We are planning to have a different photographer and representative in each country to take portraits. For now, we are still looking for some people to help us achieve this project. We only have Lebanon, Dubai and Houston cover for now.
How do you manage the project along with your personal life?
Before Naji moved to Houston, we were both involved on the ground; in taking portraits of people around Lebanon. Adding to the fieldwork, we decided to reach out to friends and family where we managed to get even more stories. Once we started breaching more territory, we had a clearer vision on how to ask the questions and how to get people to talk. Handling the page was not quite as easy as we thought, although with time (as we got more and more known), it became easier and we started enjoying the whole process: going up to people, and talking to them became less threatening and more exciting.
For now, Camille is doing the fieldwork and portrait shooting. Alongside Naji, we are managing the page and building on connections and contacts. We note that these stories are said by the people themselves, and sometimes it is required that we rewrite a story either because they are in Arabic or are awkwardly structured. This is where we like to thank Natasha Khalife and Ziad Saliba for the continuous support in revising and providing proper semantic help whenever stories need it. It is a challenging task to manage a page. However we are determined on keeping our focus because in the long run, we hope to effect real positive change.
However, it is very hard to balance work, our personal life and the project altogether. But we are doing our best to keep it going!
How has Lebanon: One Story at a Time impacted your life and your perspective on people in general?
We’ve learned a lot about the people who surround us in our daily life. It taught us to listen to one another, to see things in different perspectives. Everyone has been through different events and experiences in life, and wants to be heard or share something he or she learned about it. We now understand what “don’t judge a book by its cover” means.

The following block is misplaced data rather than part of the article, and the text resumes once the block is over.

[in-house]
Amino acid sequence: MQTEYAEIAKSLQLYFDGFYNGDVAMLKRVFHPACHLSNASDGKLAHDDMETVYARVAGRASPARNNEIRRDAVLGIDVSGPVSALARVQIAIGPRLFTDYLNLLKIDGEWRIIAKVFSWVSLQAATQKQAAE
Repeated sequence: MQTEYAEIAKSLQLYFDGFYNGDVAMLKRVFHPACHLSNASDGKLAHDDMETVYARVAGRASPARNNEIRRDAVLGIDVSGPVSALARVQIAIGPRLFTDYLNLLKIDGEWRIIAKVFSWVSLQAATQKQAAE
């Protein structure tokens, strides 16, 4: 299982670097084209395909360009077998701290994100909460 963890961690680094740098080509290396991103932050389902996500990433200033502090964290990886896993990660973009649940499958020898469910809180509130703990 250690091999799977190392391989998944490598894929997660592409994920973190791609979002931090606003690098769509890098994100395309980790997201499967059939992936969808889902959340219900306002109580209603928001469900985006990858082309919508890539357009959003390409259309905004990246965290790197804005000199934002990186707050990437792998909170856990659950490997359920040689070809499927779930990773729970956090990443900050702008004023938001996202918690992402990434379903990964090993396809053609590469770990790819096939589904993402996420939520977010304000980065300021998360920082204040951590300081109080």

Is this a project you hope to continue later on in life?
We don’t think we can ever run out of interesting stories; everyone has something original, and awe-inspiring to share, simply because there is no one exactly like them who have lived with their unique circumstances.What makes an individual stand out is simply that they are here. They exist in their unique way, with a unique perception and unique circumstances. It doesn’t change that they might not know it. When you talk to someone, we believe that there will always be a subject that draws your attention. We doubt we will ever stop. Talking to people and hearing their words, their unique message is such a beautiful adventure, a thrill. Luckily – given such short notice – we are growing fast. We haven’t reached the best part yet – it is still a long road ahead. With Anis’ story in mind, we recall this particular quote: “I was so content that I didn’t stop at the first stage. Determination and love for what I am doing helped get to where I am at this point.” It is a long term project, it is like our baby: we need to continue feeding it and raising it so we can be so incredibly proud of it someday.
You can check out Lebanon: One Story at a Time’s page on Facebook: